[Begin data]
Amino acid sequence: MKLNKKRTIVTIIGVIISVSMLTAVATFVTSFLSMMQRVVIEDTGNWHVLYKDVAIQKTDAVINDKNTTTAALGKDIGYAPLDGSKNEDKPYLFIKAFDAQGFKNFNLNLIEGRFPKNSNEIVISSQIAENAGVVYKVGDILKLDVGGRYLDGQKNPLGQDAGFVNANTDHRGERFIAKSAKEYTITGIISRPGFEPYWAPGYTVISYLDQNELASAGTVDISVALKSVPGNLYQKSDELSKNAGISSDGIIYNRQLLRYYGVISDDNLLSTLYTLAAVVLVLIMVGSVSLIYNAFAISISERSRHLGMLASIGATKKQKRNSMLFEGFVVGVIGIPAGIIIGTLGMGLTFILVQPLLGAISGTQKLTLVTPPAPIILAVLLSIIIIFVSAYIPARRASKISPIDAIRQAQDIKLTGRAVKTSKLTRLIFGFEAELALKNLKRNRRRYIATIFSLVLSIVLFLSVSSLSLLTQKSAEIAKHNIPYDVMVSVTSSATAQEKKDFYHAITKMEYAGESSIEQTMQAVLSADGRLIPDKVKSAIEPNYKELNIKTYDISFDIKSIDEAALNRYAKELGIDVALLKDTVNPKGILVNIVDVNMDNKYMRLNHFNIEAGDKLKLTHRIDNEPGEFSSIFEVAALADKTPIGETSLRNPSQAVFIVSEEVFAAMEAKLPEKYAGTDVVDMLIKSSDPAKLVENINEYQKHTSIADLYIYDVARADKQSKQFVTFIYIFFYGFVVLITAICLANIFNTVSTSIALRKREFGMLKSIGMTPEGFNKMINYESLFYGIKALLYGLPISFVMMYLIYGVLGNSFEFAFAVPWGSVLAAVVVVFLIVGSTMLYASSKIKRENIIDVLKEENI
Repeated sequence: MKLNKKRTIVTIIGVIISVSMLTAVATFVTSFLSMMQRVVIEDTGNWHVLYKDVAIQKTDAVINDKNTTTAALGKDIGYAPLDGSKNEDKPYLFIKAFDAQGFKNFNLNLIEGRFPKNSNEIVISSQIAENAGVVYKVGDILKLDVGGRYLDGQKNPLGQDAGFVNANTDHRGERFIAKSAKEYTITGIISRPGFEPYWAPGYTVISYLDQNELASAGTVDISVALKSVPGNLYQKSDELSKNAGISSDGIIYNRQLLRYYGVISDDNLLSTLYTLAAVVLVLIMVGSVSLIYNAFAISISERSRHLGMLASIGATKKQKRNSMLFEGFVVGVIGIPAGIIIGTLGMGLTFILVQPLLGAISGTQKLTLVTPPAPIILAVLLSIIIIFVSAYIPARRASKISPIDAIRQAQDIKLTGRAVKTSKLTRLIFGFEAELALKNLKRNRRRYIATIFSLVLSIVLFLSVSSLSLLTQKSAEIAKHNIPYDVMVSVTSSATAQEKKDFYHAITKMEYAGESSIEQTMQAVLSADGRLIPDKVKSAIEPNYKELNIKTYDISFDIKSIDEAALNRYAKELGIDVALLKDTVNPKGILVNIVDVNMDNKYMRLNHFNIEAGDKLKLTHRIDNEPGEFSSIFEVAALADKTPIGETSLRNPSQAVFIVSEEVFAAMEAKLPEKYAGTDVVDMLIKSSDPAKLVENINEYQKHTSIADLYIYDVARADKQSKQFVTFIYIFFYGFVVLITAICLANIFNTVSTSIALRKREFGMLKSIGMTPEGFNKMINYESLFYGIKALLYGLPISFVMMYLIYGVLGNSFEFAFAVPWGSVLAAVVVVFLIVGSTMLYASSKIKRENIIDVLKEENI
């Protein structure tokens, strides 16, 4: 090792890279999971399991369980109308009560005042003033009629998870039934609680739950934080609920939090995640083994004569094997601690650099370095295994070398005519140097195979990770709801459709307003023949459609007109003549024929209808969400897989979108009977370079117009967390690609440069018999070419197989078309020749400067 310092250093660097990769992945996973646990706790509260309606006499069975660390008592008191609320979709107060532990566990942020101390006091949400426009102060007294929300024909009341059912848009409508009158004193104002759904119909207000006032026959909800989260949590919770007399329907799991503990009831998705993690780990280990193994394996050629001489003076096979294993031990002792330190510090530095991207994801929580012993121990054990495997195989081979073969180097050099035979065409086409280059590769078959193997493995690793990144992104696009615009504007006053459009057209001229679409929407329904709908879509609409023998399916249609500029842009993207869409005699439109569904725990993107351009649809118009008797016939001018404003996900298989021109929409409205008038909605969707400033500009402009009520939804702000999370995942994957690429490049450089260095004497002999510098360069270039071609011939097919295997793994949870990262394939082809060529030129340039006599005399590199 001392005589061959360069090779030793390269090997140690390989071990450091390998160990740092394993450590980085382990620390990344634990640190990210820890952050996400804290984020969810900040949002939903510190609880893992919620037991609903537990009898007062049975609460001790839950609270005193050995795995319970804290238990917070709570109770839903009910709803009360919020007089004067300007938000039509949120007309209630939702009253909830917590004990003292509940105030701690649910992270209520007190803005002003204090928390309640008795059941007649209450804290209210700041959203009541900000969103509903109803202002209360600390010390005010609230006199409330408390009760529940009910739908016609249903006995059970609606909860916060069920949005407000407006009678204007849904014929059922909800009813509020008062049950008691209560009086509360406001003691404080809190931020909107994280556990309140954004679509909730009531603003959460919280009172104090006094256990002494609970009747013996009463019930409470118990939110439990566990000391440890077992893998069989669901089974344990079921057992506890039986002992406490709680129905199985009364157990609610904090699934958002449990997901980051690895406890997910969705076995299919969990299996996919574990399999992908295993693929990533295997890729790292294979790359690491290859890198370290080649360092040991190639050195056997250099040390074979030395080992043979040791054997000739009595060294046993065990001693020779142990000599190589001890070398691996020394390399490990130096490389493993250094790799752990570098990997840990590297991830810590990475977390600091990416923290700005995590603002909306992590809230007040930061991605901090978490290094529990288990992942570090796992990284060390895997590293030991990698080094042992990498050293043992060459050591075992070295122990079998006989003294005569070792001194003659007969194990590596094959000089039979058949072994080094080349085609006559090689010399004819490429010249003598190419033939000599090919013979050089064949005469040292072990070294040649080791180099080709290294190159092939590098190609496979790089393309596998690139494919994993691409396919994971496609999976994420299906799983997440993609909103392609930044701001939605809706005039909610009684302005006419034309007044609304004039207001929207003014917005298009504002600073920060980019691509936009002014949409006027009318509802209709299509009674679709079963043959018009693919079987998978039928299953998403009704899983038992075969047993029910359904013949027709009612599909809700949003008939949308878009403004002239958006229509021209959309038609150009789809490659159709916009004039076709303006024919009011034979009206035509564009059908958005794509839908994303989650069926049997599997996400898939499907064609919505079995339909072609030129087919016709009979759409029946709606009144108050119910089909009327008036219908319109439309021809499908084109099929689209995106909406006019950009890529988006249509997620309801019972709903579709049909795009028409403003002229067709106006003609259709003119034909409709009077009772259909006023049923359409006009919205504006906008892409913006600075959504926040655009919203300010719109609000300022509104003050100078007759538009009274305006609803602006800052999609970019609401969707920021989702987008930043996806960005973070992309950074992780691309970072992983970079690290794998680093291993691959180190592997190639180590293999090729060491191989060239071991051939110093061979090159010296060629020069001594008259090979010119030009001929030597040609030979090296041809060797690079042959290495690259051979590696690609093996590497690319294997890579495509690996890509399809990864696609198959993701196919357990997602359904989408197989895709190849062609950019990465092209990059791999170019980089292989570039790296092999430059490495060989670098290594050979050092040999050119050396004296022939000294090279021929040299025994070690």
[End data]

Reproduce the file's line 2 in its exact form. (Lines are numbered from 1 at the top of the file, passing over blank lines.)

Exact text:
Repeated sequence: MKLNKKRTIVTIIGVIISVSMLTAVATFVTSFLSMMQRVVIEDTGNWHVLYKDVAIQKTDAVINDKNTTTAALGKDIGYAPLDGSKNEDKPYLFIKAFDAQGFKNFNLNLIEGRFPKNSNEIVISSQIAENAGVVYKVGDILKLDVGGRYLDGQKNPLGQDAGFVNANTDHRGERFIAKSAKEYTITGIISRPGFEPYWAPGYTVISYLDQNELASAGTVDISVALKSVPGNLYQKSDELSKNAGISSDGIIYNRQLLRYYGVISDDNLLSTLYTLAAVVLVLIMVGSVSLIYNAFAISISERSRHLGMLASIGATKKQKRNSMLFEGFVVGVIGIPAGIIIGTLGMGLTFILVQPLLGAISGTQKLTLVTPPAPIILAVLLSIIIIFVSAYIPARRASKISPIDAIRQAQDIKLTGRAVKTSKLTRLIFGFEAELALKNLKRNRRRYIATIFSLVLSIVLFLSVSSLSLLTQKSAEIAKHNIPYDVMVSVTSSATAQEKKDFYHAITKMEYAGESSIEQTMQAVLSADGRLIPDKVKSAIEPNYKELNIKTYDISFDIKSIDEAALNRYAKELGIDVALLKDTVNPKGILVNIVDVNMDNKYMRLNHFNIEAGDKLKLTHRIDNEPGEFSSIFEVAALADKTPIGETSLRNPSQAVFIVSEEVFAAMEAKLPEKYAGTDVVDMLIKSSDPAKLVENINEYQKHTSIADLYIYDVARADKQSKQFVTFIYIFFYGFVVLITAICLANIFNTVSTSIALRKREFGMLKSIGMTPEGFNKMINYESLFYGIKALLYGLPISFVMMYLIYGVLGNSFEFAFAVPWGSVLAAVVVVFLIVGSTMLYASSKIKRENIIDVLKEENI